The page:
Politics, news, libertarianism, Science Fiction, religion, sewing. You got a problem, bud? I like sewing.
E-mail: nataliesolent-at-aol-dot-com (I assume it's OK to quote senders by name.)
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Jane's Blogosphere: blogtrack for Natalie Solent.
( 'Nother Solent is this blog's good twin. Same words, searchable archives, RSS feed. Provided by a benefactor, to whom thanks.
I also sometimes write for Samizdata and Biased BBC.)
The Old Comrades:
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Saturday, November 02, 2013
Remember, remember the fifth of November Gunpowder, treason and plotToday is the Saturday nearest to Guy Fawkes Night. In half an hour I will be off to a fireworks party to commemorate the foiling of a dangerous Catholic plot against the realm. My Catholic family never had the slightest compunction about burning the chief conspirator in effigy. The plot was real, feasible and evil. In the years that followed, many innocent Catholics were suspected and sometimes killed for plots that were imaginary. The cry of "Popish plot" retained its power to whip up the mob for generations afterwards.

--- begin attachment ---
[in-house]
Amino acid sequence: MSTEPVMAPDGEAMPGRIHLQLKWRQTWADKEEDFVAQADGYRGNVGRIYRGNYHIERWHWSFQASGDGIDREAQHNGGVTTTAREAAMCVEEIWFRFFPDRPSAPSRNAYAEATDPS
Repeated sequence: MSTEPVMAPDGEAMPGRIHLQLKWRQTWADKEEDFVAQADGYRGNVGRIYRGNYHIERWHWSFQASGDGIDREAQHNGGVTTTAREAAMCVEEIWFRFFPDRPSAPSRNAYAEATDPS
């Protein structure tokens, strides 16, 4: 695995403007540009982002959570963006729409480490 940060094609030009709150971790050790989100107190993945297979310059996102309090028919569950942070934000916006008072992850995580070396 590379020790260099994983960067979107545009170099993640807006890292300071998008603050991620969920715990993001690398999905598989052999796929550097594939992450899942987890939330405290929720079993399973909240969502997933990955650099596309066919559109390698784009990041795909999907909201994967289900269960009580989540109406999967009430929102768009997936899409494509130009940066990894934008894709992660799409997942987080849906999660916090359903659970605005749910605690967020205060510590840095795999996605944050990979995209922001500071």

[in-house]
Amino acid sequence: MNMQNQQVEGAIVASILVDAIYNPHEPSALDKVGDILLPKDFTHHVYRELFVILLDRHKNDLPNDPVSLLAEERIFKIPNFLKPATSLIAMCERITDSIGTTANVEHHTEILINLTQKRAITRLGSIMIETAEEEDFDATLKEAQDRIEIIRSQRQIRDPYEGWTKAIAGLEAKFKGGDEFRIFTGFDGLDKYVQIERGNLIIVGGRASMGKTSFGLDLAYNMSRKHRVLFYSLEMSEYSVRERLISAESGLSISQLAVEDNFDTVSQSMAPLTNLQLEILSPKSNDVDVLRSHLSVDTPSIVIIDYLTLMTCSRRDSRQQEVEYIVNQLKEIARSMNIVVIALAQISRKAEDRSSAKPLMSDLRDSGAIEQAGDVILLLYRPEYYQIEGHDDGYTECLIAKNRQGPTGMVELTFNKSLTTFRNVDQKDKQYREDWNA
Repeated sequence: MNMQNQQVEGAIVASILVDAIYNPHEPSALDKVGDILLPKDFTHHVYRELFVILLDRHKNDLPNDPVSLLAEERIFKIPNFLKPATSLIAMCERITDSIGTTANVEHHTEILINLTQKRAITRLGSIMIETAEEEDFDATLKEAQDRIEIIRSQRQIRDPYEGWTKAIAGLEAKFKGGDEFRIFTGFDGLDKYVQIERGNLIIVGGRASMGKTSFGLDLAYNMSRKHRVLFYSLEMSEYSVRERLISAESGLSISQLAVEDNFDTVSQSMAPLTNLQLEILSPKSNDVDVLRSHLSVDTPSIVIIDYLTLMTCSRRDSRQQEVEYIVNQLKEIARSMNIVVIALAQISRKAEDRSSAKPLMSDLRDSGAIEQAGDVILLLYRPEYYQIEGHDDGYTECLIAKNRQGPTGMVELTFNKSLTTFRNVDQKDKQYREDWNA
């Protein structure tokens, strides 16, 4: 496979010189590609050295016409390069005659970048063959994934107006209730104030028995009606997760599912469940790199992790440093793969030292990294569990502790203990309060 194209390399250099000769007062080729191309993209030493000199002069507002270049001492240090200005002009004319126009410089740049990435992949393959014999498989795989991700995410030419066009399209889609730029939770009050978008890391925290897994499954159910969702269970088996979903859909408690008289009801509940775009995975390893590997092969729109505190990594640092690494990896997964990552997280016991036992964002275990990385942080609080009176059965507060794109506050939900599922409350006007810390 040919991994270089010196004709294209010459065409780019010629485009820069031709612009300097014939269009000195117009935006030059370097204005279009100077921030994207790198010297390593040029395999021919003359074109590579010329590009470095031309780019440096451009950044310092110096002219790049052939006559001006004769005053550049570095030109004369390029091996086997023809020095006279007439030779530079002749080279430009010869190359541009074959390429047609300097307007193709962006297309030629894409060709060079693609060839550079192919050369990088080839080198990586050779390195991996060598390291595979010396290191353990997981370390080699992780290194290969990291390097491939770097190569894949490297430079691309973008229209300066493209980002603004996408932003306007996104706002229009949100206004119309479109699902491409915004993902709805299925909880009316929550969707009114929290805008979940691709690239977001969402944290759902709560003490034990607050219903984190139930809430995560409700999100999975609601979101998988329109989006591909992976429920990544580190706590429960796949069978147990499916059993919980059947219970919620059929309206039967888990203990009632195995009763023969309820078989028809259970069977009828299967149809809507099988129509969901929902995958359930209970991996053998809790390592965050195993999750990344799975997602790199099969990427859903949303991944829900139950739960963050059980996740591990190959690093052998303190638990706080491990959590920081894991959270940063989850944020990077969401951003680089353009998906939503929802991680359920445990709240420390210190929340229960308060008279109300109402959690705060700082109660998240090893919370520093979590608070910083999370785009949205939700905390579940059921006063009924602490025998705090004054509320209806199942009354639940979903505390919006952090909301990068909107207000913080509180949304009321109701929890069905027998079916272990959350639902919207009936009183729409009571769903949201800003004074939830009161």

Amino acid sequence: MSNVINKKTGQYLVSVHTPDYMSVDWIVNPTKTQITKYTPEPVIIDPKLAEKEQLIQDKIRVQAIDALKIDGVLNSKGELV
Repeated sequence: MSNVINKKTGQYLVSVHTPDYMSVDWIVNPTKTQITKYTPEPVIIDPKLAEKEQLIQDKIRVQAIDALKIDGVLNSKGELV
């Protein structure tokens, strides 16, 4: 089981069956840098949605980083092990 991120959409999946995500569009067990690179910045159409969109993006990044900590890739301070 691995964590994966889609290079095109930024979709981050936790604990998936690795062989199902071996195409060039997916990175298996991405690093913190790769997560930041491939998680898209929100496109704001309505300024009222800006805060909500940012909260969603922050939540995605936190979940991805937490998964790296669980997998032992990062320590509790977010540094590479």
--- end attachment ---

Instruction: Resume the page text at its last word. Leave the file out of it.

The target changes. I do not usually link to articles behind the Times paywall, but this piece by Matthew Parris, "Our need to hate creates another victim", is so timely and true that I shall break that rule.
On Tuesday an item appeared on page five of this newspaper. Our treatment was typical of most of the national press: only The Independent put it on the front page. Fleet Street does not appear to have judged that readers would see this as a big story....
Every reader will be familiar with the very great difficulty we face when the burden of our advice to an anxious friend is not that a problem is imaginary but that he or she has got it out of all proportion. You are not claiming his worry is groundless; you are not even trying to make light of it. You are really just trying to get the worry into some kind of perspective. How does one strike the balance between scaling an anxiety down to size and appearing to dismiss it?...
I suppose the obvious comparisons are with the 17th and other centuries’ waves of hysteria about witchcraft, and my fellow columnist David Aaronovitch once made those comparisons bravely and powerfully on this page. But (as David acknowledged) there’s a difference: the case is easier to make when the object of the public’s fears simply doesn’t exist and never did. Paedophilia does exist, and this generation’s better understanding of how widespread it can be and what harm it can do acknowledges truths that our grandparents’ generation overlooked or ignored. If we must go back centuries for our parallels in the English imagination, maybe French spies or Popish plots are better comparisons, for these were by no means always imagined. . . but those days seem so distant.